An Open Letter To Mom


Bernie’s daughter, my mother. London, 1970.

Dear Mom,

I sent your Mother’s Day card yesterday. Spoiler: It’s pretty ordinary. My message is a paragraph long. In it, I wish you a happy Mother’s Day and tell you I’m excited to see you in a few weeks at the wedding and I’ll bring your gift then. Love you, love you. The end.

As soon as I dropped it in the mailbox, I knew I made a mistake.

Mom, you are anything but ordinary. And I know you’d be perfectly fine with just a card, which, since I’m going for full disclosure here, isn’t a real card, but actually a piece of stationery I had in my desk at the office. Oof. I’m sorry! It’s been a crazy week! But you know that because we’ve been talking about it, and you’ve been texting me saying it will all be alright and that coworkers complain, they just do, and it comes with the territory of trying something new. But still. #mothersdayfail

So I’ve been thinking. Why do we even send Mother’s Day cards in the first place? What we should be doing is writing thank you letters. I have so many reasons to thank you. I don’t even know where to start, but I feel like it’s important that I do. Even though I tell you I love you, I wonder sometimes if you know that I know how fortunate I am, how much you shaped me by being the person you are — by being a scholar and a caregiver, a feminist and a cheerleader; a speaker, a listener, a confidante.

This is in no way complete, but here’s a list of beliefs I have — things I know to be true — all because of you, Mom.

I’ll participate.  When I was in seventh grade, it was your idea to skip whatever we were doing and go see Bill Clinton on his whistle-stop tour. And in high school, when a local politician guy blew me off, you were the one who encouraged me to write a letter to the editor. You know that organization for kids called Do Something? You were/are my Do Something. You empowered me and got it in my head that I could make a difference by doing.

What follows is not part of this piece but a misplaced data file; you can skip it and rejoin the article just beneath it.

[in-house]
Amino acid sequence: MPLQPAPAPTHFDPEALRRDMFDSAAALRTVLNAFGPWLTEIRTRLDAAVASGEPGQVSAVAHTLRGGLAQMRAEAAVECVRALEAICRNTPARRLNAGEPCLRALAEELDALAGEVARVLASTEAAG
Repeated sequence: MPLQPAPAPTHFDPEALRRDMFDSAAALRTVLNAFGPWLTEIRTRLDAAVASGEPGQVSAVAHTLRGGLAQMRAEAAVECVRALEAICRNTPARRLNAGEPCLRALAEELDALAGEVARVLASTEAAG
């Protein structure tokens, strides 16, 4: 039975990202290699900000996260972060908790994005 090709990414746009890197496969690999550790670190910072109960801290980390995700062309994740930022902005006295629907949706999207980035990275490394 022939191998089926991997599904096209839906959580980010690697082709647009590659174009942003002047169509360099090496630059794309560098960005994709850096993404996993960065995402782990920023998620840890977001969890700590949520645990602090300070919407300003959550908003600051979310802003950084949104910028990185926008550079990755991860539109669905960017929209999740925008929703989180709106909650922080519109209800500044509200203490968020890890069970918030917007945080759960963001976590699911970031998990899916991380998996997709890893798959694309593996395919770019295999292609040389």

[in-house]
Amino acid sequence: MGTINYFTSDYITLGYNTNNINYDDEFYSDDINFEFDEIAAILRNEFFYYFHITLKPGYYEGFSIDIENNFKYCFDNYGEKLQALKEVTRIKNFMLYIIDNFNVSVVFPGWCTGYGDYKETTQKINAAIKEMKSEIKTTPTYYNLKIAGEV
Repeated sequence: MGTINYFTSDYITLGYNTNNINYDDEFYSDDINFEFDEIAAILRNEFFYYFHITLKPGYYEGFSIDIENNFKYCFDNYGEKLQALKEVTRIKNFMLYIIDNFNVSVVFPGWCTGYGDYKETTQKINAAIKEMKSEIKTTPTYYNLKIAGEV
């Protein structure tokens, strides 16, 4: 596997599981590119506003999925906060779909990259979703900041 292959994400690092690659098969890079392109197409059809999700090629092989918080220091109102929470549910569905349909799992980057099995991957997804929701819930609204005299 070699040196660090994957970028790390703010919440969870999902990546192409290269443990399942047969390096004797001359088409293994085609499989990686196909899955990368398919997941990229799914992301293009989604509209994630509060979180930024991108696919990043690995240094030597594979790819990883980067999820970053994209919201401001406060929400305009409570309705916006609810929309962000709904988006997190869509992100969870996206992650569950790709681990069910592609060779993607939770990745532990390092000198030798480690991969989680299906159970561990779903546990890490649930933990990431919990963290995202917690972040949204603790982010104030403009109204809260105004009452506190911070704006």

I’ll never smoke a cigarette.  I won’t. Ever. And you know what? I’ve never been tempted to, not even in high school or college. When I was in preschool, possibly before then, you told me they were dangerous and that was The Word. You taught me to respect myself and my body and your wishes, and I heard all those things loud and clear. How’d you do that?

I’ll laugh out loud — loudly.  When something tickles you, people know it. You don’t always laugh like that, but when you do, you don’t hold back. It used to embarrass me in public (“Mo-ommmm!”), though now I’m realizing I do it, too. Not purposefully, of course. Just happens. Uncontrollably.

I’ll never work a nine-to-five.  You love your job, and I love that. It’s not “work” to you. You believe in what you do and how it will impact other people’s lives. You were proud and supportive during my magazine years, but you helped me realize it was time to quit, you know. Your passion inspired me to search for something more in my career — and I think I’m on my way to finding it.

I’ll go for it.  Remember when we were in Budapest, at the baths, and you didn’t skip a beat when it was time to bare all and take a dip? Eeep! All of the sudden, I was all self-conscious and you were all “When in Rome…” You’re right. Your why-not attitude that day, and many days before that, inspires me when I’m out of my comfort zone. You help me go, jump in and live how ever the moment requires. 

I’ll make a scene.  Related: Part of living is doing what you feel like doing, even if it’s silly to other people. I learned this from you, too. I’m specifically thinking of our power walks through the neighborhood, when we pump our arms like an aerobics class, like we’re in front of a mirror and not passing by dining room windows. Someone asked us once if we were praying (was that guy joking?). We kind of are on those walks, though, I think. We let go, we lead each other through the moves. It’s freeing. And we don’t care who’s watching. 

I’ll always be a cheerleader.  You’re an optimist, and it rubbed off. If I’m nervous, I call you. If I’m scared, you’re there to say I can do it. I count on you for that, and you never let me down. You were a cheerleader in high school and in college (I know, if it was a different time, you would have played sports), but what’s wrong with being a cheerleader? You mother that way, as my cheerleader. And I’ll mother that way, too, when my time comes. All because of you.

Thanks, Mom. I love you, love you, love you.